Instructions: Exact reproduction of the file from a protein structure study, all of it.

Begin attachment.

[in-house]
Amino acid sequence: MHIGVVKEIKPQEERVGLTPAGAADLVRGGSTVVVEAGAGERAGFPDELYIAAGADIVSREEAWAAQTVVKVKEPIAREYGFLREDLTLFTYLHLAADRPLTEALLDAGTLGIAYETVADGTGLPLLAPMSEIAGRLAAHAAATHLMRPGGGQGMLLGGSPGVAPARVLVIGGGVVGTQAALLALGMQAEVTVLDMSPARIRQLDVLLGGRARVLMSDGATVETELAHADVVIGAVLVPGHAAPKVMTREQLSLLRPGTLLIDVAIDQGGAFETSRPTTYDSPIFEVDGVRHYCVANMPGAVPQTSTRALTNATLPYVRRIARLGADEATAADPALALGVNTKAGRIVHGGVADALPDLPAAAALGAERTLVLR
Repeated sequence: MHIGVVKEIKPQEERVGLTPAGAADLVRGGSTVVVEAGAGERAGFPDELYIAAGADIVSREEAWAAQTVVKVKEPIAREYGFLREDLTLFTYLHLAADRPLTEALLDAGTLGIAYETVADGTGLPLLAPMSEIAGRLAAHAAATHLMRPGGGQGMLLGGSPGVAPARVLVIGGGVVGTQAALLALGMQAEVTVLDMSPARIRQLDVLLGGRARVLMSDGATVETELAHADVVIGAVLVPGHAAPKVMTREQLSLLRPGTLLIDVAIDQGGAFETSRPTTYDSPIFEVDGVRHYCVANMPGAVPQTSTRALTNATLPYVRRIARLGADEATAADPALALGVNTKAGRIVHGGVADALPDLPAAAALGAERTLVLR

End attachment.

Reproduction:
[in-house]
Amino acid sequence: MHIGVVKEIKPQEERVGLTPAGAADLVRGGSTVVVEAGAGERAGFPDELYIAAGADIVSREEAWAAQTVVKVKEPIAREYGFLREDLTLFTYLHLAADRPLTEALLDAGTLGIAYETVADGTGLPLLAPMSEIAGRLAAHAAATHLMRPGGGQGMLLGGSPGVAPARVLVIGGGVVGTQAALLALGMQAEVTVLDMSPARIRQLDVLLGGRARVLMSDGATVETELAHADVVIGAVLVPGHAAPKVMTREQLSLLRPGTLLIDVAIDQGGAFETSRPTTYDSPIFEVDGVRHYCVANMPGAVPQTSTRALTNATLPYVRRIARLGADEATAADPALALGVNTKAGRIVHGGVADALPDLPAAAALGAERTLVLR
Repeated sequence: MHIGVVKEIKPQEERVGLTPAGAADLVRGGSTVVVEAGAGERAGFPDELYIAAGADIVSREEAWAAQTVVKVKEPIAREYGFLREDLTLFTYLHLAADRPLTEALLDAGTLGIAYETVADGTGLPLLAPMSEIAGRLAAHAAATHLMRPGGGQGMLLGGSPGVAPARVLVIGGGVVGTQAALLALGMQAEVTVLDMSPARIRQLDVLLGGRARVLMSDGATVETELAHADVVIGAVLVPGHAAPKVMTREQLSLLRPGTLLIDVAIDQGGAFETSRPTTYDSPIFEVDGVRHYCVANMPGAVPQTSTRALTNATLPYVRRIARLGADEATAADPALALGVNTKAGRIVHGGVADALPDLPAAAALGAERTLVLR